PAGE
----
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Diary of a travel writer: Up in the air before a mont blanc meltdown


The casino in Djerba is a place without much charm, but we have dinner here and applaud the after-dinner belly dancer. A few mosquitoes, the first I have seen in Tunisia, attacked my left wrist on the walk home under the half moon. That's as much violence as you are going to encounter in this magnificent country.


Like George Clooney in that movie, I don't believe in checking in luggage. Which is just as well, because otherwise I would not have made my connection. Tunisair is late and I have to dash from T4 to T1 in Heathrow. The key to Heathrow is go landside rather than airside, use the Heathrow Express and you will save yourself 10-15 minutes.

The sight of the Aer Lingus crew is a welcome relief -- friendly and chatty as always.

My appearance on the Vincent Browne show covers everything from watercress to Obama's Moneygall credentials. I love that show.


Back to the airport for Jet2 flight to Chambery. A four-hour delay means we are going to Grenoble instead, because of night-flight restrictions and the difficulty of the approach at Chambery -- the bus transfer is now three-and-a-half hours instead of two. The Crystal Holidays crew dispense apologies and vouchers and the passengers are not as grumpy as they might have been -- until the Val d'Isere people find their driver is out of hours. It is 1am when I land in a receptionless hotel at Les Arcs, find the package with my hotel key and put my head on the pillow.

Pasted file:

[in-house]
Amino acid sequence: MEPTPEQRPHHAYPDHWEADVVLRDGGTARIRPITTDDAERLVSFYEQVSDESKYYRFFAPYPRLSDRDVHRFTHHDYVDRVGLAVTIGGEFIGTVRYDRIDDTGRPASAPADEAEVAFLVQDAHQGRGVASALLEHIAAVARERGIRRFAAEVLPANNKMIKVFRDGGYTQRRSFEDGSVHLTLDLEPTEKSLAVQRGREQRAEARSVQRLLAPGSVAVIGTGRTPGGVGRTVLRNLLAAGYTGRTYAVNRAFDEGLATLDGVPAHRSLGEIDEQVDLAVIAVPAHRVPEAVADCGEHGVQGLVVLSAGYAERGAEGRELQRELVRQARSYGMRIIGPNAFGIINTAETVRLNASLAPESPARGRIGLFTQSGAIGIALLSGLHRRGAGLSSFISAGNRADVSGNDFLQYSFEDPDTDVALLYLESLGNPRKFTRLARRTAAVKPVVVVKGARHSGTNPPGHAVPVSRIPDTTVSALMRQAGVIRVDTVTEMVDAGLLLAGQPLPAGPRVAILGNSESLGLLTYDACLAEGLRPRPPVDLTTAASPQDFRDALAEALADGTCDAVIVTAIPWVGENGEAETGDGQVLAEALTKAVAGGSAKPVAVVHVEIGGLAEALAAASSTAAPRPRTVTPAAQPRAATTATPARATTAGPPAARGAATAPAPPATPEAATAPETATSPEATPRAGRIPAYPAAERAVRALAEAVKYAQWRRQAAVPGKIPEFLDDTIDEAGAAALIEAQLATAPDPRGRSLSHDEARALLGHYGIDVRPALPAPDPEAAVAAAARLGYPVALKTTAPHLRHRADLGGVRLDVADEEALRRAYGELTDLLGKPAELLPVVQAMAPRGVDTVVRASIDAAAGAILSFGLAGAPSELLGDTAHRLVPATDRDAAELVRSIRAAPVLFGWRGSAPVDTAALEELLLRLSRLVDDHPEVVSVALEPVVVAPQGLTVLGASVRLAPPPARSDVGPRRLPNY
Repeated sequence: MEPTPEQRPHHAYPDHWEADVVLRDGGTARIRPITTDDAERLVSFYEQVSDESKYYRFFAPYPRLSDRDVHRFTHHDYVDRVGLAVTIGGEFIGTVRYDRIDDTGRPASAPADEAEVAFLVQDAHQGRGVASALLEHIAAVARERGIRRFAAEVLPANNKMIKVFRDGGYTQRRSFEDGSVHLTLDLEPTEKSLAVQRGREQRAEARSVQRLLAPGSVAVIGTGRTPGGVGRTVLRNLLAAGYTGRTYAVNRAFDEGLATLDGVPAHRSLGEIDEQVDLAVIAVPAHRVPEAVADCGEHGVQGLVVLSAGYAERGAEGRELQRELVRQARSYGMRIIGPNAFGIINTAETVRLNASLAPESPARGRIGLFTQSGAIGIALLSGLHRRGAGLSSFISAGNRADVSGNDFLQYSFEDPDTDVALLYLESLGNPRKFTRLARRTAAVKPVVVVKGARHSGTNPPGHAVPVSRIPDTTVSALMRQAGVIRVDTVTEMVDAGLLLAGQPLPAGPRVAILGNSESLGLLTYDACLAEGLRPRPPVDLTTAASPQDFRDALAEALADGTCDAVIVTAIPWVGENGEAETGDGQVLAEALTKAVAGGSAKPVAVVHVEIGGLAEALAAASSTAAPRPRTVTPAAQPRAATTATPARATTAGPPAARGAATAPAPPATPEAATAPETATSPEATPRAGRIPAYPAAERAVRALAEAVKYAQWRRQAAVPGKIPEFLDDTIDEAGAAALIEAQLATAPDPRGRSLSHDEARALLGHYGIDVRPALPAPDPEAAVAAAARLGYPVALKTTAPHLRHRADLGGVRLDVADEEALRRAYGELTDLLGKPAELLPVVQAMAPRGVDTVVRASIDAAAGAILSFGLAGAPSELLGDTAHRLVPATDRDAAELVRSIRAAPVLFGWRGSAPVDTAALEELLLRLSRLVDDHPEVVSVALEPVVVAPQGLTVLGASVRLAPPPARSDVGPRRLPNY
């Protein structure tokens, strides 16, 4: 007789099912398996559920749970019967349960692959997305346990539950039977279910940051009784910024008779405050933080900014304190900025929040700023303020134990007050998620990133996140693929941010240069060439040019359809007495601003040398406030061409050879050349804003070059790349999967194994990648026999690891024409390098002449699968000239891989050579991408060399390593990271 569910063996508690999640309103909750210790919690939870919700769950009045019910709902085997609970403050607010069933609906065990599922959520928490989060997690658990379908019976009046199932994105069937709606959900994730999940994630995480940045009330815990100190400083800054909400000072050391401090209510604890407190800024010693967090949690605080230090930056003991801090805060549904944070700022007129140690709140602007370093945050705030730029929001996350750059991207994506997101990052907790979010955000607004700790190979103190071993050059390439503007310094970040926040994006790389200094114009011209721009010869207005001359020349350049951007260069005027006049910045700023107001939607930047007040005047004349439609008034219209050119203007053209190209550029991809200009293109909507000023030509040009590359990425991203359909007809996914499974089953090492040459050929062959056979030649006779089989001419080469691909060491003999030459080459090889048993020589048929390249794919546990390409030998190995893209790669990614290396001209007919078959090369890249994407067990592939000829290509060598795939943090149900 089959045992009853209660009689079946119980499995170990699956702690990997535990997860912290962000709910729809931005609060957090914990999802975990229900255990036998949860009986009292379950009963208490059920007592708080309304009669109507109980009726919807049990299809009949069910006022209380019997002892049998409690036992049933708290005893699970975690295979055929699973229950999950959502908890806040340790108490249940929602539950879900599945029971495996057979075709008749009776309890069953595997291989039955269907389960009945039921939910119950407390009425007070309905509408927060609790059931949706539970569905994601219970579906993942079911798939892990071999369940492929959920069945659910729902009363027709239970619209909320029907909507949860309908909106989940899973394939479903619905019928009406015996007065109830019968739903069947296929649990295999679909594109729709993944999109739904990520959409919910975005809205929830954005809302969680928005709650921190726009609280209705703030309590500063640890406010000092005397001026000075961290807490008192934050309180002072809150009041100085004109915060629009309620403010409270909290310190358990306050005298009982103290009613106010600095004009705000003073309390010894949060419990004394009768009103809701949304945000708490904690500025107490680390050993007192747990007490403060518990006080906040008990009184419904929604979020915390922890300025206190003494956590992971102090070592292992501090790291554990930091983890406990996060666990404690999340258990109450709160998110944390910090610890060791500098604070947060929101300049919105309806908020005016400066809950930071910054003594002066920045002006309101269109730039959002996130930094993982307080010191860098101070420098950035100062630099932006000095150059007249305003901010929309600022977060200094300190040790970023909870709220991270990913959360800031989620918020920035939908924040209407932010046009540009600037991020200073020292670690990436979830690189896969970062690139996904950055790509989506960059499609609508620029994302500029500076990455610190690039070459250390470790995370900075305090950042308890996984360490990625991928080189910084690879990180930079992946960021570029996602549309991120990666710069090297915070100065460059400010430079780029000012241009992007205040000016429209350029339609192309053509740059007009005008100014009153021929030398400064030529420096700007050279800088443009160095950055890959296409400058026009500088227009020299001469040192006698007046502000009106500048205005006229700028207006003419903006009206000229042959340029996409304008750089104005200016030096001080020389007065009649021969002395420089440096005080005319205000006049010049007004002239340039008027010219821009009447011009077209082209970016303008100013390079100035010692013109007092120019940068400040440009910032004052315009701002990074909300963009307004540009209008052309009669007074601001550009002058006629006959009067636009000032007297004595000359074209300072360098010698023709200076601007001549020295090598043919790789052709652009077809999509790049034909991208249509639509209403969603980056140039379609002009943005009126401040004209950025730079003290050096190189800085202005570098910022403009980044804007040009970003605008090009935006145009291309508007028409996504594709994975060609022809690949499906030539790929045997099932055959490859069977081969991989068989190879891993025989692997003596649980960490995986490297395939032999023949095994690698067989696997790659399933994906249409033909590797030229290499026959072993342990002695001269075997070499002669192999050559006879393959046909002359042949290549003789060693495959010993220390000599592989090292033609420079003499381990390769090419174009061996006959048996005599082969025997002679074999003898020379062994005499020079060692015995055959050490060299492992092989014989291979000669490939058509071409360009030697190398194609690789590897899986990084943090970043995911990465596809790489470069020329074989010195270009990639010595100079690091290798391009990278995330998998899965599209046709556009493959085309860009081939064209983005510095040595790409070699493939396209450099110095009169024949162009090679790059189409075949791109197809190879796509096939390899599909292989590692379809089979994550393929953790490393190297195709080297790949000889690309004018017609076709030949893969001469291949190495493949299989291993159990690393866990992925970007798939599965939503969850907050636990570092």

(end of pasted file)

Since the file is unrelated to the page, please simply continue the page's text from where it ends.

Prison cell-like room, basic food, poor hotel, tremendous skiing. Welcome to France. Les Arcs consists of five villages and I'm in the highest, 2km above sea level. There's nothing like altitude for clearing your head.


A great blue-sky day, which is what you need in the Alps. Even Mont Blanc is down to one wispy cloud. Les Arcs has the longest black run in Europe, and a stunning glacier area. Seven years ago they linked Les Arcs and La Plagne into one ski area, Paradiski, but neither side lost their distinctive character.


We hit the six bars in town. Even the pubs that aren't overtly Irish are getting in on the act. Crazy Fox has a road sign to Kilkishen and Whistler has an Irish flag.


Up at 3,400m on l'Aguille Rouge, the red needle, the pistieres come to hassle us because the mountain is now deserted and we are now officially the last on the Alps.

Back down to the overpriced drink. Everything is overpriced in a ski resort. That's the bit they don't tell you in the brochures.